Anthony and I have a little joke amongst ourselves Because if you can’t laugh at life, and all of its difficulties… well then its going to taste like something terrible for a really long time. We say that my training is so shitty sometimes, excuse the French, that I literally go into my races so prepared to battle endless amounts of shit, that nothing can stop me. When everything hits the fan during the last 4 hours of my race in Kona and my stomach looses circulation because I’m severely dehydrated, I just keep on keeping on, because I’m so used to the difficulties of pushing through anything. That’s my life story on a daily basis as a endurance athlete with Fibromyalgia. I know what to do when things go wrong, because their usually always going wrong! Him on the other hand, we like to say that he has all these really regimented training days, where he suffers and pushes and recovers and the does it again and again. It’s never easy for him, that’s not the gist here. Training for a Ironman is nothing even remotely close to easy. However when shit hits the fan for him, he isn’t quite as well equipped to push through incredible, all-consuming amounts of pain as I am. It is said that all men have a substantially lower pain threshold compared to women. We like to say that endurance athletes battling with issues such as what I have, they are a whole different breed.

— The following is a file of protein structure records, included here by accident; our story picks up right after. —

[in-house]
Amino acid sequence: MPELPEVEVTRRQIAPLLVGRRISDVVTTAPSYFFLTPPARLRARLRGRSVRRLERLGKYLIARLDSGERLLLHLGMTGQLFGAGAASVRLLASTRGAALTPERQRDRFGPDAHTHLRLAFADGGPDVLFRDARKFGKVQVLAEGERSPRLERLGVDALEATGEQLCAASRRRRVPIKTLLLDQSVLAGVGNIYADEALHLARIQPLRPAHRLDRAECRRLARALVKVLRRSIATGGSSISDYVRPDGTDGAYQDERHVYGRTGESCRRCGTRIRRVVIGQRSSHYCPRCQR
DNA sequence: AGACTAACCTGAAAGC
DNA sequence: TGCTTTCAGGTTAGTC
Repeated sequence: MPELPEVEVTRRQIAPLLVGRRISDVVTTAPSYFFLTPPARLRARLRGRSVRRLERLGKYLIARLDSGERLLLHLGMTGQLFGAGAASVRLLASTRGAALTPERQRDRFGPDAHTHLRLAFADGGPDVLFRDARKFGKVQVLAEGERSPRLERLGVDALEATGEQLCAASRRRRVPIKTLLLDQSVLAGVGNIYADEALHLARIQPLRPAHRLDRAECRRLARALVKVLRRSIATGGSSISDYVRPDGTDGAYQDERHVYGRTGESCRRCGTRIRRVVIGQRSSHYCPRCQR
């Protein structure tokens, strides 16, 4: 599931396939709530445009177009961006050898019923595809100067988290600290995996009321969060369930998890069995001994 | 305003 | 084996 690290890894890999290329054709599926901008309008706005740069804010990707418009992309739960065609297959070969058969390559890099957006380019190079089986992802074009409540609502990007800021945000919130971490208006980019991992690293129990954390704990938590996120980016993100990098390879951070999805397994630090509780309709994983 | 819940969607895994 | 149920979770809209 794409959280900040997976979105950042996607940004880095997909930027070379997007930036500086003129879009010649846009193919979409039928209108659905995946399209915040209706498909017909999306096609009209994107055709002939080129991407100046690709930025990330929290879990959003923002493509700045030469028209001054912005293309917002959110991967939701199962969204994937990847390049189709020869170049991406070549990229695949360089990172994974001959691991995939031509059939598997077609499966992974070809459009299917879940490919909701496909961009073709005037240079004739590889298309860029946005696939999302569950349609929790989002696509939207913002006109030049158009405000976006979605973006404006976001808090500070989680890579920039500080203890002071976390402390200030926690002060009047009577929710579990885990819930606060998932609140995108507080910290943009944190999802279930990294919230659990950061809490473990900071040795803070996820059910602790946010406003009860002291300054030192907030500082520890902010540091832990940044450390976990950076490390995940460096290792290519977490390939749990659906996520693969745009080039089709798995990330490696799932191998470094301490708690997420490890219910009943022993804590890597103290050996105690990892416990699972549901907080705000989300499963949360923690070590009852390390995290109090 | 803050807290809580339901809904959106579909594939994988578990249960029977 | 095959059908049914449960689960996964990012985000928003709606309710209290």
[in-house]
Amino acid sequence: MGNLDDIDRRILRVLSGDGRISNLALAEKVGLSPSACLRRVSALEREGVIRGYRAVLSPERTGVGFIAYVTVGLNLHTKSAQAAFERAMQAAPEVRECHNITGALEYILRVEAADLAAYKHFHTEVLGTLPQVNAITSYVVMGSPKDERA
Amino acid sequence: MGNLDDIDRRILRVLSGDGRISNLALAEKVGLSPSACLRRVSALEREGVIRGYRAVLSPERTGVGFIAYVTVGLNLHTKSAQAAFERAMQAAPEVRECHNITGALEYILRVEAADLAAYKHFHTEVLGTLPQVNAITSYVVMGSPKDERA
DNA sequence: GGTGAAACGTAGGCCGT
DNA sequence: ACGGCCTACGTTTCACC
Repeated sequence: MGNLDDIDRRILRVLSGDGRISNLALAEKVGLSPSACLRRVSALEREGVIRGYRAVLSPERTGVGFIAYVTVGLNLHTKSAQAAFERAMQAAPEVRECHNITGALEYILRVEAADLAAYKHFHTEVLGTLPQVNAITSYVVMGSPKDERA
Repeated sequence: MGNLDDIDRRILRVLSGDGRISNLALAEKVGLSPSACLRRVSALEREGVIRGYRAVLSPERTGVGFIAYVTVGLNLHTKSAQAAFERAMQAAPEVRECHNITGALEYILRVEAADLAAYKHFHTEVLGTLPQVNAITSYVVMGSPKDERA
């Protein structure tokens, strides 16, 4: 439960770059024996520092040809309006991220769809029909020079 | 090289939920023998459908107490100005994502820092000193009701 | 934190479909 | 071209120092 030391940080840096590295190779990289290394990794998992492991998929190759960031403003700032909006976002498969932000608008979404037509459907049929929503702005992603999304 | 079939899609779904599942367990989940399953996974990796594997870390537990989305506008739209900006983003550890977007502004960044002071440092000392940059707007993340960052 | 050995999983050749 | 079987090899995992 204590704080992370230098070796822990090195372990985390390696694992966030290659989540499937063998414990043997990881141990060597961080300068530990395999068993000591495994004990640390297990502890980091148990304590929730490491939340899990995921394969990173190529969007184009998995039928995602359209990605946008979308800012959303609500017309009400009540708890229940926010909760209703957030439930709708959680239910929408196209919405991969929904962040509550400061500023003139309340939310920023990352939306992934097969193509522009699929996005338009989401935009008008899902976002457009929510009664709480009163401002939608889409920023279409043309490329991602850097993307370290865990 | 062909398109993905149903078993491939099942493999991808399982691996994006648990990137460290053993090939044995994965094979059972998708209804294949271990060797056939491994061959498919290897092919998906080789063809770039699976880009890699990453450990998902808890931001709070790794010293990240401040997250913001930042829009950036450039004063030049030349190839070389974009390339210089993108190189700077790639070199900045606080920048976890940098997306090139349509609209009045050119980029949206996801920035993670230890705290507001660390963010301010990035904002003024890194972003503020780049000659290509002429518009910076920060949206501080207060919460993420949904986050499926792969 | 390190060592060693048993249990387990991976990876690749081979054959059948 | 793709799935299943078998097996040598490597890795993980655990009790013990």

Grit. That’s the one thing that gets a person past the last step of that marathon in a Ironman. It’s really not about the miles you put in to train. Or the flawless nutrition plan you spent months perfecting that goes out the door when the top of your water bottle isn’t screwed on tight enough. Long distance sports are about the mind. The mental control you have taught yourself to exercise, while exercising. Calming the thoughts, focusing the breathing, positively reinforcing every step of that 26.2 mile run and every pedal stroke of that 112 mile bike ride. Ironman is about listening to your body and yet in the same right & at the same exact time Ironman is about turning off those signals of fatigue and pain and ‘I can’t do another step’. And perhaps athletes such as myself, those working to conquer things that attempt to hold us back, perhaps we are a little too good at going when the going gets tough. As evidenced by my experience in Kona last October… oops, a little visit to the ICU!